But here he was, hale and hearty, at least on the outside. On the inside, though … well, inside, he was as dead as she was.
He went through the motions, sure. Did his job. Laughed with his friends. But he wasn’t a whole man. Not anymore. Probably never again.
As if taunting him, the sound of laughter drifted on the breeze. He glanced at the house. Emma’s little bungalow was all lit up, and inside their friends continued to drink and laugh. Her sister and Quincy were getting married, after all. Proof positive that life went on.
Winston told himself that was a good thing.
Emma was waiting for him to answer, and he forced a casual shrug. “Might be somethin’ else. Nothing to do with Linda at all.” He heard the West Texas twang in his voice and wanted to swallow the words. He’d mostly gotten rid of the accent, but it tended to become more prominent when he was upset or confused. Or drunk.
He was a bit of all three tonight.
“Bullshit,” Emma said. “You don’t believe that any more than I do. You’ve made it perfectly clear you weren’t ever going back to Texas, much less to Hades,” she added, referring to the aptly named county seat where he’d served as sheriff. “He knows that. He wouldn’t send you back unless it was not only important, but important to you.”
Winston drew a breath, trying not to feel numb inside as he lifted his head to meet his friend and sometimes partner’s eyes. “It may be nothing. Might not even be Hades.”
She shook her head, the action freeing a lock of red hair from where she’d pulled it back into a messy ponytail. He could practically see the wheels turning behind those hazel eyes as she said, “I’m right. You know it. I know it. He called you at night on a weekend. This isn’t a casual thing. There’s a reason, and we both know what that reason is. And if you’re going to Texas, then I’m going with you.”
He could see her stiffen. Could practically hear the protest before it left her lips. “Dammit, Starr. Don’t do this to yourself. Remember me? I’m the one who knows you. I’m the one who was there. And I’m the one who’s going to stand by you and remind you that it wasn’t your goddamn fault.”
“Emma, don’t even—”
She held up a hand to cut off his words. “No. No. If you’re going back there—if you’re going to dredge it all up again—then you’ll need a friend.”
“Dredge it up?” He shook his head. “Emma, darlin’, I won’t be dredging anything up. It never went down in the first place.”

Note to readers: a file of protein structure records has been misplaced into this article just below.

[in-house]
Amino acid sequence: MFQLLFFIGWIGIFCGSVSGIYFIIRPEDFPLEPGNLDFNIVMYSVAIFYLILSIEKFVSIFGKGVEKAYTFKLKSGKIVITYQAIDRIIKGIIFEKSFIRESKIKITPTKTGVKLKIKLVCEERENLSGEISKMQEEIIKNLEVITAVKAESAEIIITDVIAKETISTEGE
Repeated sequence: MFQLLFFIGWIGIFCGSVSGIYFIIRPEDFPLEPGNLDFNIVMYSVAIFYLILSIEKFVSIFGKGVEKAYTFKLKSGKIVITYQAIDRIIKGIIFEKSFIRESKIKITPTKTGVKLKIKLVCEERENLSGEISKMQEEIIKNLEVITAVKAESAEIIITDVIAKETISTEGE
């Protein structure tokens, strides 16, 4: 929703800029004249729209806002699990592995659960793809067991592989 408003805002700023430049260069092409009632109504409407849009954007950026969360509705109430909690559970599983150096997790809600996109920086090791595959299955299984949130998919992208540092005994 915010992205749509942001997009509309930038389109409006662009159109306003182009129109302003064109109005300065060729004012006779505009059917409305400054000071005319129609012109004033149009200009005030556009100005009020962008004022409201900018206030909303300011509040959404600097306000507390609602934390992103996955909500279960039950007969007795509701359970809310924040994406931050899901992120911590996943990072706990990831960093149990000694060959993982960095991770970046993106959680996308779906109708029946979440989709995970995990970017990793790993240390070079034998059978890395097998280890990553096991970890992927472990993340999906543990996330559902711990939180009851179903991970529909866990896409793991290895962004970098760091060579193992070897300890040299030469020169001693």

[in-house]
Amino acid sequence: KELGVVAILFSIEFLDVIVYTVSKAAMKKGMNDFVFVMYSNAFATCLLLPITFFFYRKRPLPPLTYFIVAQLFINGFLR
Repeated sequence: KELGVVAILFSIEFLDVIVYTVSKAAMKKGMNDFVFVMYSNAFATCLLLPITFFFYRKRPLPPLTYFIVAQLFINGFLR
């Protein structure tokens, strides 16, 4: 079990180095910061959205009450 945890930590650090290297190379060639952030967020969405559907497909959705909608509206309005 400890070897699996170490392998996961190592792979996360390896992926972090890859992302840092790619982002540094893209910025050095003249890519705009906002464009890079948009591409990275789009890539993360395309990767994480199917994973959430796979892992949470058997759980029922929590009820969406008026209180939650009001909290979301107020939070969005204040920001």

He watched the emotions play over her face, and for a moment, he pitied her. Emma Tucker was used to getting her own way, being in command. Getting told no didn’t sit well with her.
Well, too bad. He stood a little straighter and rolled his shoulders, because he wasn’t backing down. Right now, she belonged right here in California with their friends. With her sister. And mostly, with Antonio Sanchez, the man she loved.
Winston hadn’t had a woman in his life since Linda’s death. He damn sure wasn’t going to steal even a single moment of that bliss from Emma or Tony. Slowly, he reached over and placed a hand on her upper arm. “I’m going alone. And I’ll be just fine.”
“You’re a stubborn son of a bitch.”
“Funny. That’s what Linda used to say.” He managed a smile and felt some of the sadness that had been pooling in his gut ease when she returned it.
“Promise you’ll call. Anytime. Day or night. You need to talk—hell, you need to just sit in silence with someone else breathing—I don’t care. You call.”
“Well, I don’t know about that,” he said, cocking his head toward the open door where Tony now stood framed in the glow from inside. “Some things a man doesn’t like to interrupt.”
She shot him a crooked smile. “Only you, Starr. We went through hell together in Texas, and I meant what I said. You need anything, you call. Any time, day or night.”
He nodded gravely, surprised by how touched he was by the ferocity in her voice. “I may take you up on that.” He cocked his head toward Tony. “He know about Texas? That we knew each other before?”
“Not much. Mostly that it’s where we met. That our cases overlapped.”
“You tell him the rest if you want. Couples shouldn’t have secrets. And you two make a good couple.”
She held his gaze. “It wasn’t your fault,” she said again. “You were undercover. You couldn’t tell her.”
“Oh, I could have. My mouth works just fine. I didn’t. And she’s dead.”
“Winston, don’t. You’ve been beating yourself up for years. You’re probably black-and-blue from kicking your own ass.”
He almost smiled. She wasn’t wrong.
“Even if you had told her, nothing would be different. Do you think she would have left you?” Emma shook her head. “That woman adored you. She would have stayed by your side, and in the end she’d be just as dead.”
She reached out and took his hand, then squeezed it hard. “It was their fault, not yours.”
God, how he wanted to believe that. But all he said was, “I’m gonna get out of here now. Give Eliza a hug for me.”
She sighed and dropped his hand. “You should stay.”
“Probably. It would be the social thing to do. But I’m not feeling too social at the moment. And I told Seagrave I’d come by before ten.”
“Everything okay?” Tony called.